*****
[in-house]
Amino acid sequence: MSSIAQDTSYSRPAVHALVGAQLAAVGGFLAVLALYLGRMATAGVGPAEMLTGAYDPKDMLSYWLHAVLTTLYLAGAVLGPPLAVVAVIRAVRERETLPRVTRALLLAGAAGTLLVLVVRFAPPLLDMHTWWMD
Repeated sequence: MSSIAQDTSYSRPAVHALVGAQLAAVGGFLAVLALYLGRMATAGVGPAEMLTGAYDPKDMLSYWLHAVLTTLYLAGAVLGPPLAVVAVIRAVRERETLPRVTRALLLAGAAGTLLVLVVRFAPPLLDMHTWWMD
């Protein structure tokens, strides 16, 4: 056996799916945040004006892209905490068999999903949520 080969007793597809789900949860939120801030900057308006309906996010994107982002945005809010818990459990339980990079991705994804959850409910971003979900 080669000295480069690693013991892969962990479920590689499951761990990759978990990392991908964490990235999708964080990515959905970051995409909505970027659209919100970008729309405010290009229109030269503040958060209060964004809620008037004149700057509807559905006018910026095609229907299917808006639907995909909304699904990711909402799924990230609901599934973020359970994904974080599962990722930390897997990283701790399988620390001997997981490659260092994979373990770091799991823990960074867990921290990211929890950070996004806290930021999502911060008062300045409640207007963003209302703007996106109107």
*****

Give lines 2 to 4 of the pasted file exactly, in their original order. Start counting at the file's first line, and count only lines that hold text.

Amino acid sequence: MSSIAQDTSYSRPAVHALVGAQLAAVGGFLAVLALYLGRMATAGVGPAEMLTGAYDPKDMLSYWLHAVLTTLYLAGAVLGPPLAVVAVIRAVRERETLPRVTRALLLAGAAGTLLVLVVRFAPPLLDMHTWWMD
Repeated sequence: MSSIAQDTSYSRPAVHALVGAQLAAVGGFLAVLALYLGRMATAGVGPAEMLTGAYDPKDMLSYWLHAVLTTLYLAGAVLGPPLAVVAVIRAVRERETLPRVTRALLLAGAAGTLLVLVVRFAPPLLDMHTWWMD
């Protein structure tokens, strides 16, 4: 056996799916945040004006892209905490068999999903949520 080969007793597809789900949860939120801030900057308006309906996010994107982002945005809010818990459990339980990079991705994804959850409910971003979900 080669000295480069690693013991892969962990479920590689499951761990990759978990990392991908964490990235999708964080990515959905970051995409909505970027659209919100970008729309405010290009229109030269503040958060209060964004809620008037004149700057509807559905006018910026095609229907299917808006639907995909909304699904990711909402799924990230609901599934973020359970994904974080599962990722930390897997990283701790399988620390001997997981490659260092994979373990770091799991823990960074867990921290990211929890950070996004806290930021999502911060008062300045409640207007963003209302703007996106109107």